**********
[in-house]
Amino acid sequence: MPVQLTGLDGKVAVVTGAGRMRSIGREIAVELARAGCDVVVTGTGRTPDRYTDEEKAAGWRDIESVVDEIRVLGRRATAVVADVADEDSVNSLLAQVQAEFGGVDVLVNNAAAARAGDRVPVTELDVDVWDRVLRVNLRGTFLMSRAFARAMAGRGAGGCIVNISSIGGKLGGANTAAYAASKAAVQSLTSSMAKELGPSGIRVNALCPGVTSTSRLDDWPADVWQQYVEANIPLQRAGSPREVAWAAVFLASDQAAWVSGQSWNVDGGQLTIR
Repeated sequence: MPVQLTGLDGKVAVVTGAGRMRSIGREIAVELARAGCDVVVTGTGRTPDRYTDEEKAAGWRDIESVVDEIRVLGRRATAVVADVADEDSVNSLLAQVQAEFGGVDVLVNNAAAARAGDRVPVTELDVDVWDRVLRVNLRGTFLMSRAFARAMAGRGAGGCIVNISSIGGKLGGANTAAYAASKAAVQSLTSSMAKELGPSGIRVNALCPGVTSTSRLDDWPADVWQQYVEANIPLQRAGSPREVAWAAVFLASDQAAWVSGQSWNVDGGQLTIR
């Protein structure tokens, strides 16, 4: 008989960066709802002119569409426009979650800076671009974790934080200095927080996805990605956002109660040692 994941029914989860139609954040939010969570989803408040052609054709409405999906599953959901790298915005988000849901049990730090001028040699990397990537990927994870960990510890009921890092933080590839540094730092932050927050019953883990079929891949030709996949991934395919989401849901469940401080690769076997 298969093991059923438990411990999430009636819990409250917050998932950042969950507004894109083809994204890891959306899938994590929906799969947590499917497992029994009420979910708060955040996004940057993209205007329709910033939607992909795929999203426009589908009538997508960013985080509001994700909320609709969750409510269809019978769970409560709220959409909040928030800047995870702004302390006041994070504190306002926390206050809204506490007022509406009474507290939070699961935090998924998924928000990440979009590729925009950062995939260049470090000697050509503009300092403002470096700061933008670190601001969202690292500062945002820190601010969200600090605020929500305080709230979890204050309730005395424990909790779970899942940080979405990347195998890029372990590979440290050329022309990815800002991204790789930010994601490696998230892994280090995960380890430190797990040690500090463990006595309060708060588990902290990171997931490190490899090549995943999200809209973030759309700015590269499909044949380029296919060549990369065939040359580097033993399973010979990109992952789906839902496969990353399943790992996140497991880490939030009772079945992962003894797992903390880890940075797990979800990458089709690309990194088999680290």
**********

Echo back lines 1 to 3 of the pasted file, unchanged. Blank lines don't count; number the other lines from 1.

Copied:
[in-house]
Amino acid sequence: MPVQLTGLDGKVAVVTGAGRMRSIGREIAVELARAGCDVVVTGTGRTPDRYTDEEKAAGWRDIESVVDEIRVLGRRATAVVADVADEDSVNSLLAQVQAEFGGVDVLVNNAAAARAGDRVPVTELDVDVWDRVLRVNLRGTFLMSRAFARAMAGRGAGGCIVNISSIGGKLGGANTAAYAASKAAVQSLTSSMAKELGPSGIRVNALCPGVTSTSRLDDWPADVWQQYVEANIPLQRAGSPREVAWAAVFLASDQAAWVSGQSWNVDGGQLTIR
Repeated sequence: MPVQLTGLDGKVAVVTGAGRMRSIGREIAVELARAGCDVVVTGTGRTPDRYTDEEKAAGWRDIESVVDEIRVLGRRATAVVADVADEDSVNSLLAQVQAEFGGVDVLVNNAAAARAGDRVPVTELDVDVWDRVLRVNLRGTFLMSRAFARAMAGRGAGGCIVNISSIGGKLGGANTAAYAASKAAVQSLTSSMAKELGPSGIRVNALCPGVTSTSRLDDWPADVWQQYVEANIPLQRAGSPREVAWAAVFLASDQAAWVSGQSWNVDGGQLTIR